Last week, we saw how a set of new ideas has the potential to become the foundation for the next-generation desktop. These ideas included weblogs, RSS, publish-subscribe, outlines, open source, XML and web services, and IM/SMS. Before we discuss how these ideas can be integrated together, let us step back and take a look at how our work and use of the computer has changed in the past decade.
In the late 1980s and early 1990s, the Personal Computer was just that – our very own. It was not networked. It has self-sufficient as a standalone machine. We used it at home for games, accounting, writing letters and little else. In the office, the computer was just becoming part of the network. Those were the heydays of Novell Netware. We discovered how we could use desktop productivity applications and share files with other users on the network. Enterprise applications were just starting to come into their own. The desktop notion didn’t really exist in the days of the DOS command prompt. In the early days of Microsoft Windows, the desktop meant icons and folders.
Much of this changed with the advent of the Internet and the Web Browser. Mosaic and then Netscape opened up the wide world of the Web on the computer. Suddenly, one could read documents and interact with computers across the world. Email and later Instant Messaging came to the fore as the computer morphed into a communications and collaboration tool. Sun’s mantra – the network is the computer – has epitomised this period of the late 1990s till about now.
Our work pattern too changed: so much more information to be managed as everything became HTML-ised or Web-enabled, they were so many more people to interact with, and so many more conversation threads to keep with. But in all this, our desktop changed little. Yes, we got some new applications (email and IM clients, and the web browser), but the computer was still little help to manage a world which had become almost suddenly become much richer and complex.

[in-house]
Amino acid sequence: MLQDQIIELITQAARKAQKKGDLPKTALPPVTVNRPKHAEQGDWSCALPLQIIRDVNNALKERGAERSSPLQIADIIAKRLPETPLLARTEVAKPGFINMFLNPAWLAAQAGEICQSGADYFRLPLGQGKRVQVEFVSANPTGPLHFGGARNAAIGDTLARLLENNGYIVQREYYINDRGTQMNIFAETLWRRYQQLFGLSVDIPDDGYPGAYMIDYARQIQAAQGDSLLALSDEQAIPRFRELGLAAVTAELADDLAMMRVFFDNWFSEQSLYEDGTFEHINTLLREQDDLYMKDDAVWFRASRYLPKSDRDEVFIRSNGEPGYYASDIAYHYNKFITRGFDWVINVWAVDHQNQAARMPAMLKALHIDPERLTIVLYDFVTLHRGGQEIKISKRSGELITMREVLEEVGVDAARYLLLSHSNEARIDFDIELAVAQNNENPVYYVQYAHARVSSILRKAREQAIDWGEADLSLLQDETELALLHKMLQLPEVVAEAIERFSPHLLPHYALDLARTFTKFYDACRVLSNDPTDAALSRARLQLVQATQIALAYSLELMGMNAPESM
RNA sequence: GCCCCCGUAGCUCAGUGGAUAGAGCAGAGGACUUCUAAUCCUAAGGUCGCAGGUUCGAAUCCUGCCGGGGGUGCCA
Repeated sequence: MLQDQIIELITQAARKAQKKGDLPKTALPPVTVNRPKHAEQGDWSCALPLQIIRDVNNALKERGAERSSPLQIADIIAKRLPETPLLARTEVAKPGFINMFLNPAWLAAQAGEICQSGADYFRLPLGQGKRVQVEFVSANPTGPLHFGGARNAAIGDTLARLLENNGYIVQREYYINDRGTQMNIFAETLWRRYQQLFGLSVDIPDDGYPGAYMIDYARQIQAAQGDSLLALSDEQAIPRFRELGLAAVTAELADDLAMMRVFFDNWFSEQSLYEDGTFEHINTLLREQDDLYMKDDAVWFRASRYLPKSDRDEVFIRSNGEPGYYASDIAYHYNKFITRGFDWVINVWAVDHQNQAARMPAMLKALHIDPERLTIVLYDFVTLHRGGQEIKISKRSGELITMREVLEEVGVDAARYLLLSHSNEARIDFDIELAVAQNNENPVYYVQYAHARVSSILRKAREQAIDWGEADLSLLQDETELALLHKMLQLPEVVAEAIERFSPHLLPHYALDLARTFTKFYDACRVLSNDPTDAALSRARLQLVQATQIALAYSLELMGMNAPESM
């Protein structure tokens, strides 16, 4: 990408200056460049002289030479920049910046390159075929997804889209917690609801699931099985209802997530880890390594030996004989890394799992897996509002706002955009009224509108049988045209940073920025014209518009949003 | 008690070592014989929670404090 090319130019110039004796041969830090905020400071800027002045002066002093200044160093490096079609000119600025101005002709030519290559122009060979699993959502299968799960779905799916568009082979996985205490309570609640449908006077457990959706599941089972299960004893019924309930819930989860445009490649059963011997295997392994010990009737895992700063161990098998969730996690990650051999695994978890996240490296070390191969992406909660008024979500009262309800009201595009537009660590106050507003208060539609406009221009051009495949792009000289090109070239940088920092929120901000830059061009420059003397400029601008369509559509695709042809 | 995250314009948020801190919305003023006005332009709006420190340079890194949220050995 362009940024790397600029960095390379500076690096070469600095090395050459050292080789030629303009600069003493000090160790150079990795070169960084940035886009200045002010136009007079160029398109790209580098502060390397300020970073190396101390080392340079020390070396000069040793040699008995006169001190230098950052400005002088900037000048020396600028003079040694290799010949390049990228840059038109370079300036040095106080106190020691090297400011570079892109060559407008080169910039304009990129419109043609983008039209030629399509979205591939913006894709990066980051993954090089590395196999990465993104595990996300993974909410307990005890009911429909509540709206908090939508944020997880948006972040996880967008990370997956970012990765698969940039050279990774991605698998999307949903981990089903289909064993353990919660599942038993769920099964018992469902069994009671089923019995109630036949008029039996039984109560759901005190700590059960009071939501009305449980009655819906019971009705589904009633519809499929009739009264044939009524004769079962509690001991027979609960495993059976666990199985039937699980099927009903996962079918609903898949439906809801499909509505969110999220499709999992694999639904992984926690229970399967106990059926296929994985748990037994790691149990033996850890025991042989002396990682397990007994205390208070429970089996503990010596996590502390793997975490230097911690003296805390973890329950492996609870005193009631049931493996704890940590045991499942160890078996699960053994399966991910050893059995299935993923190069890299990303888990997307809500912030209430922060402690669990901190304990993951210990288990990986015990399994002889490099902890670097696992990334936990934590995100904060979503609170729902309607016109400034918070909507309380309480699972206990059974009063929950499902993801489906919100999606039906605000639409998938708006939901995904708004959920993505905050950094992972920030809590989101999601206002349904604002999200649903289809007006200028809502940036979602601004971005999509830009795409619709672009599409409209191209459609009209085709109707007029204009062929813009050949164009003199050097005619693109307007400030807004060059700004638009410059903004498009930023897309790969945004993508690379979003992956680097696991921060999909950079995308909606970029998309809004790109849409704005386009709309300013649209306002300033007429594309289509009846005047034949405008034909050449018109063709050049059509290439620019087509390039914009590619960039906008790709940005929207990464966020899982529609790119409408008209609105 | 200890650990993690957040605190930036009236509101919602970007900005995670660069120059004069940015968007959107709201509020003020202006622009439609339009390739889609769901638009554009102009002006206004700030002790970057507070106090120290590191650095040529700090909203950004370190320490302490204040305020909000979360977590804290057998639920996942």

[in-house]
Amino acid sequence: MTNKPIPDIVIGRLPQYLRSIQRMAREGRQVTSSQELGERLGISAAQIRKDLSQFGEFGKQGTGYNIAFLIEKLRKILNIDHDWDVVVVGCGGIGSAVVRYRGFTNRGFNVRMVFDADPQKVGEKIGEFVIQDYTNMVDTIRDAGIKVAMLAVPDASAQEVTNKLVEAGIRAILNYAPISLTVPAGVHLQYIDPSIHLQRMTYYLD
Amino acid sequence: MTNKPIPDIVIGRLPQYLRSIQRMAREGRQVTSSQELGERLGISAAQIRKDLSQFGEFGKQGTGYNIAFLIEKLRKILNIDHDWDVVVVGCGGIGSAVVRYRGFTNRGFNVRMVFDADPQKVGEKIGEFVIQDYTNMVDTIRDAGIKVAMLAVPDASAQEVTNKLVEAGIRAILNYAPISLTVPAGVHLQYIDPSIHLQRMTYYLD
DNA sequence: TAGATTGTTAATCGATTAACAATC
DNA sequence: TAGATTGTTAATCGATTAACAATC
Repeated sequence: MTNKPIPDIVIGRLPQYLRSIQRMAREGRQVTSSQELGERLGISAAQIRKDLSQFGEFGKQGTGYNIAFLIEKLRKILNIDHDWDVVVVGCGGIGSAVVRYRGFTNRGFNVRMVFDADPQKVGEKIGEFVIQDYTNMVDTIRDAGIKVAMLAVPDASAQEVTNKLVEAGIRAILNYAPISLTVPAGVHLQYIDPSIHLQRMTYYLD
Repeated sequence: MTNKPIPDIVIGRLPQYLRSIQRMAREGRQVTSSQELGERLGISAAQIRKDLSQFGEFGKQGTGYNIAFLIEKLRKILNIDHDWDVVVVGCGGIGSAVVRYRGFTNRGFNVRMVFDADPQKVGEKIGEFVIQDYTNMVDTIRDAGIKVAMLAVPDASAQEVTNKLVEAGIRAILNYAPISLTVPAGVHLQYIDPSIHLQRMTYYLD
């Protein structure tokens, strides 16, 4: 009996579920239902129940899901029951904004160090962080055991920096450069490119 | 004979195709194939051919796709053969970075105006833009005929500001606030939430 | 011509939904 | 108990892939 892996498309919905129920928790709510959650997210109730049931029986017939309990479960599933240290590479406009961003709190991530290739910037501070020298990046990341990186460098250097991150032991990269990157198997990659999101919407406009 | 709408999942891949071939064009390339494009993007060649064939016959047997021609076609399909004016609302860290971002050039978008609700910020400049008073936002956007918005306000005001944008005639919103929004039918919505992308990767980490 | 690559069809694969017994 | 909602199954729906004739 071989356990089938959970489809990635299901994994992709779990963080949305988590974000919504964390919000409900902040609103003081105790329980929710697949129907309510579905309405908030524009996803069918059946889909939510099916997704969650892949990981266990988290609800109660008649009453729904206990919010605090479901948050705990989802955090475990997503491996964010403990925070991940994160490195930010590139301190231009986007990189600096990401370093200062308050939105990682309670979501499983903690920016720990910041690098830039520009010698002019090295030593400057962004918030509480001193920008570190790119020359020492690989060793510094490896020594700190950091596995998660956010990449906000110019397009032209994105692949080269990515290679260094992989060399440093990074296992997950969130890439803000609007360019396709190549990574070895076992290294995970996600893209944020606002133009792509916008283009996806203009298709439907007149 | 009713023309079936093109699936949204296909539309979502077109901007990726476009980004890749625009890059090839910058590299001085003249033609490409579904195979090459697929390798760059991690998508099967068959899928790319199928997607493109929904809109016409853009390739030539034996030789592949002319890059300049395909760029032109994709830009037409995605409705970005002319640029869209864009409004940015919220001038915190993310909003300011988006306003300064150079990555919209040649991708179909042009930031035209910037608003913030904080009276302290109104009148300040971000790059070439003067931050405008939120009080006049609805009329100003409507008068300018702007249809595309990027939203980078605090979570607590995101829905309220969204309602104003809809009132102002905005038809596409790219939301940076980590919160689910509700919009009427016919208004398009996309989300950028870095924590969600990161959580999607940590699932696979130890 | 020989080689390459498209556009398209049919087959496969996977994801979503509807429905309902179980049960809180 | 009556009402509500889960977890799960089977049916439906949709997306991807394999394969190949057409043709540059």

Even as the processing power of computers has kept on doubling every 18 months, our software has fallen behind, using less and less of what is available on the desktop. Consider also the screens that we see in front of us: what was a 14-inch monitor may now have become a 17-inch LCD screen, increasing the visible area by just 50% in a decade. It is almost like we are riding bullock carts on six-lane highways.
However, there are signs of hope as we look ahead to see what the next-generation desktop should become. What is needed is a set of applications which better leverage the most critical resources of today: our time and attention. Userland’s Radio, a client-based blogging platform (with an integrated news aggregator and web server) and Groove, a peer-to-peer collaboration platform, are two examples of applications that showcase the desktop’s future. Between them, they capture two key trends which will be the cornerstones for tomorrow’s desktops – the two-way web which enables writing as easily as it does reading, and collaboration between ad hoc groups across geography and enterprises.
Tomorrow: The Next Generation Desktop
“Rethinking the Desktop”